Ty Jerome grew up in New York where he was a four-year varsity star at Iona Preparatory School in New Rochelle. Although he wasn’t receiving much interest from schools early on, that all changed when he caught the eye of the University of Virginia’s Head Coach Tony Bennett during his sophomore season.
“It was almost like this is too good to be true,” Bennett said. “He was young. He was just in the spring of his sophomore year and had no name, kind of under the radar…I just saw him like, ‘Wow, he’s really good.’ But I kind of just dismissed it because I was like surely, he doesn’t have anybody on him.”
Fortunately for Jerome, Bennett didn’t end his scouting there.
“When I saw him a couple months later, I was like goodness gracious,” Bennett said. “He was that good. He impacted winning by far more than almost any guy I had seen at his age at that stage.”
Bennett successfully recruited Jerome to join the Virginia Cavaliers in 2016. Jerome was set to come off the bench as a role player during his freshman season, but the more he played, the more he impressed Bennnett and the more his minutes grew.
“We’ve had a good team,” Bennett said. “He had a good guard in front of him. In his first year, he was getting a feel for things, but there were a couple games where he just kind of took over the game. It was uncanny for someone that was that inexperienced. You saw those flashes. As the season went on, he got better and better. I was like, ‘We’ve got to have him on the floor.”
Jerome battled his way to a starting role for the Cavaliers by the end of his freshman year, but Bennett set a new challenge for the point guard heading into his sophomore season.
“I asked him to lead,” Bennett said. “He learned how to lead. He’s from New York. So sometimes the way a New Yorker leads is a little different. He’d get after guys, challenge them, but then he started figuring out his team.”
Jerome started all 33 games for Virginia as he helped lead the team to the NCAA tournament as a number one seed. Unfortunately, the Cavaliers found themselves on the wrong side of history as they became the first one-seed to lose to a 16-seed in the NCAA Tournament as UMBC won 74-54.
The loss was tough, but it also gave Jerome an opportunity to showcase his character.
“He did something unique,” Bennett said. “I got a text from him very shortly after. He checked on me. He was like, ‘Coach, I know you’re concerned about us and talking to us, but I’m checking on you because this is hard. We get to have the final say in it. We’re going to do that day by day by day. You have no worries. This is going to change. This is part of our story.”
That text from Jerome stuck with Bennett. While many coaches would be the ones comforting their players, Jerome stepped up and reversed the roles.
“What a mature thing,” Bennett said. “He was compassionate enough to check on his coach. I remember that and I saved that text and I looked at it often. It was such a mature approach and it showed his uniqueness.”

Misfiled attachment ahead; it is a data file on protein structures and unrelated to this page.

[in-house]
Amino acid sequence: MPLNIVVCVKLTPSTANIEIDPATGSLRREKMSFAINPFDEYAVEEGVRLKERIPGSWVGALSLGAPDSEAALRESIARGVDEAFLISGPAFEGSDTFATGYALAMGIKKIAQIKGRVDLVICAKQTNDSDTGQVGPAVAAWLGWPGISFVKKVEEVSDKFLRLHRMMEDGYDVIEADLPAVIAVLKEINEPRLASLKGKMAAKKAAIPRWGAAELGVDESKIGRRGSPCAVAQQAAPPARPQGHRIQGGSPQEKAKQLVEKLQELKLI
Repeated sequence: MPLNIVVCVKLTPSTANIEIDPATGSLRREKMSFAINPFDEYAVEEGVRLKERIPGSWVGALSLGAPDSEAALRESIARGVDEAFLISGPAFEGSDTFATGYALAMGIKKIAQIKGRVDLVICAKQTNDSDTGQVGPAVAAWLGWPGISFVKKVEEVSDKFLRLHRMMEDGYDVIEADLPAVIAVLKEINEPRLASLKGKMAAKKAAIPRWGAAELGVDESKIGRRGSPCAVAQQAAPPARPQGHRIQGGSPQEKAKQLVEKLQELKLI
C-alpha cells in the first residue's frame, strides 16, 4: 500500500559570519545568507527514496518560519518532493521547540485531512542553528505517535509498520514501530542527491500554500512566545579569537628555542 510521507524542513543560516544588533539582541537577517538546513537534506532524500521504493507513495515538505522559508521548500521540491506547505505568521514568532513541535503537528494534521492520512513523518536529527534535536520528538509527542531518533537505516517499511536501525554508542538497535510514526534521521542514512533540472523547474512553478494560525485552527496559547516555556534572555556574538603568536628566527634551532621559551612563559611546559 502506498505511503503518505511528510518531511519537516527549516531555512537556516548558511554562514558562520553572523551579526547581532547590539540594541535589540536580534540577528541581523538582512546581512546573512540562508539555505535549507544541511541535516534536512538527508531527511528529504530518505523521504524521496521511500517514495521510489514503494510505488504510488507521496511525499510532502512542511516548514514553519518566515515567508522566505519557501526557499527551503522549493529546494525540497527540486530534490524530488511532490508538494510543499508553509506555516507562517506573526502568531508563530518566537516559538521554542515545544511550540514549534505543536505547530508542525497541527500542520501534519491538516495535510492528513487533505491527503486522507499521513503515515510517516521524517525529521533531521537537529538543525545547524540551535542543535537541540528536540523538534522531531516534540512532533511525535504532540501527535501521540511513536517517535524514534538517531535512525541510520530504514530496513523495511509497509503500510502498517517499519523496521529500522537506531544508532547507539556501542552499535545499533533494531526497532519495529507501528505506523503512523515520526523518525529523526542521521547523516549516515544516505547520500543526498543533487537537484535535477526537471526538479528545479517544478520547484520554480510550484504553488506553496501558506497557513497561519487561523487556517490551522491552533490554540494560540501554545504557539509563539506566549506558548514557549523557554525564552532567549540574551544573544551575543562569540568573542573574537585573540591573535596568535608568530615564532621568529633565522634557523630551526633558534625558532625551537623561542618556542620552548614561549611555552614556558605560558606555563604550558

Their next step would be getting back on the court for Jerome’s junior season. Jerome’s leadership, determination and growth were on display as he began developing into one of the top point guards in the nation.
“He added to his game,” Bennett said. “His body changed. His range on his shot, his ballhandling. He just got better in every area. Defensively, he was good. He’s never going to blow you away with his athleticism, but he gets by people, understood how to use the ball screen. He could do that stuff always, but he just started sharpening every part of his game.”
Majority of the Cavaliers’ roster returned to Virginia as they set out to prove themselves to the rest of the country and finish their story. And that’s exactly what they did.
Virginia locked-up the one seed yet again, but this time with a victorious ending. Jerome helped lead the Cavaliers through the tournament including back-to-back 20-point performances against Purdue and Auburn on the way to the championship.
“He’s a killer down the stretch,” Bennett said. “Just always made winning plays and took games over. When something big needed to happen, he did it. I described him for us, he was the Tom Brady of our team.”
Just like Brady, Jerome secured that ring. He notched 16 points, 8 assists, 6 rebounds and a steal as he led Virginia to their first ever NCAA Championship.
The Phoenix Suns went on to trade for the draft rights to Jerome after he was selected with the 24th pick in 2019 NBA Draft. Bennett believes he will easily fit into the Suns roster as Jerome has been able to adjust and shine at every level he’s played.
“He’s found ways to just impact the game and the team he’s on to catapult them to a higher level,” Bennett said. “When he gets between the lines, he figures it out. There’s always an adjustment process on that, but once he gets comfortable and understands things, he impacts winning. He figures out what needs to be done.”